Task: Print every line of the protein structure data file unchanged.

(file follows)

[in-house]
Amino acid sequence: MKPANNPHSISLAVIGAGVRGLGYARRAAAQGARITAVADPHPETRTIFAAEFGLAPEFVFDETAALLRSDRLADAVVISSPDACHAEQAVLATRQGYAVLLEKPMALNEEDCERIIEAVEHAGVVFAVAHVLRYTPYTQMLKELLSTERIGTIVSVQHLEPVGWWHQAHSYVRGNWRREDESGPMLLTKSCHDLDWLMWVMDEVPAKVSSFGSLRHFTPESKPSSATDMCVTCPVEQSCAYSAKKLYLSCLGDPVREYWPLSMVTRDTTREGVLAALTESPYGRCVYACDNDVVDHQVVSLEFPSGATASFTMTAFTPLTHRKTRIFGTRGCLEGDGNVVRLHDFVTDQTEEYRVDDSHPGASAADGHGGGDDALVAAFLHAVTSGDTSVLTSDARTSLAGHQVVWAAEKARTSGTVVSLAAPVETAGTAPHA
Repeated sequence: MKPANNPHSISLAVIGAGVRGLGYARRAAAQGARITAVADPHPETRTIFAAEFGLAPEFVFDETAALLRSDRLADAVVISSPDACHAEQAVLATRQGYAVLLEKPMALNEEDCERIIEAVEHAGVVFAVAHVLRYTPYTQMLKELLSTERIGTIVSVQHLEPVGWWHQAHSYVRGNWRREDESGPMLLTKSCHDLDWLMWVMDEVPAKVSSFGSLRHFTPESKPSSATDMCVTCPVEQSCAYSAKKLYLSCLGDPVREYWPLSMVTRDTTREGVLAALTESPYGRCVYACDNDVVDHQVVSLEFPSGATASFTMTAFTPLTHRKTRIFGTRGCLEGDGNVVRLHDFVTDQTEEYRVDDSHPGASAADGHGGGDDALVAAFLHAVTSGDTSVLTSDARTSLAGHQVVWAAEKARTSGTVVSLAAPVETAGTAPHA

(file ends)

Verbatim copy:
[in-house]
Amino acid sequence: MKPANNPHSISLAVIGAGVRGLGYARRAAAQGARITAVADPHPETRTIFAAEFGLAPEFVFDETAALLRSDRLADAVVISSPDACHAEQAVLATRQGYAVLLEKPMALNEEDCERIIEAVEHAGVVFAVAHVLRYTPYTQMLKELLSTERIGTIVSVQHLEPVGWWHQAHSYVRGNWRREDESGPMLLTKSCHDLDWLMWVMDEVPAKVSSFGSLRHFTPESKPSSATDMCVTCPVEQSCAYSAKKLYLSCLGDPVREYWPLSMVTRDTTREGVLAALTESPYGRCVYACDNDVVDHQVVSLEFPSGATASFTMTAFTPLTHRKTRIFGTRGCLEGDGNVVRLHDFVTDQTEEYRVDDSHPGASAADGHGGGDDALVAAFLHAVTSGDTSVLTSDARTSLAGHQVVWAAEKARTSGTVVSLAAPVETAGTAPHA
Repeated sequence: MKPANNPHSISLAVIGAGVRGLGYARRAAAQGARITAVADPHPETRTIFAAEFGLAPEFVFDETAALLRSDRLADAVVISSPDACHAEQAVLATRQGYAVLLEKPMALNEEDCERIIEAVEHAGVVFAVAHVLRYTPYTQMLKELLSTERIGTIVSVQHLEPVGWWHQAHSYVRGNWRREDESGPMLLTKSCHDLDWLMWVMDEVPAKVSSFGSLRHFTPESKPSSATDMCVTCPVEQSCAYSAKKLYLSCLGDPVREYWPLSMVTRDTTREGVLAALTESPYGRCVYACDNDVVDHQVVSLEFPSGATASFTMTAFTPLTHRKTRIFGTRGCLEGDGNVVRLHDFVTDQTEEYRVDDSHPGASAADGHGGGDDALVAAFLHAVTSGDTSVLTSDARTSLAGHQVVWAAEKARTSGTVVSLAAPVETAGTAPHA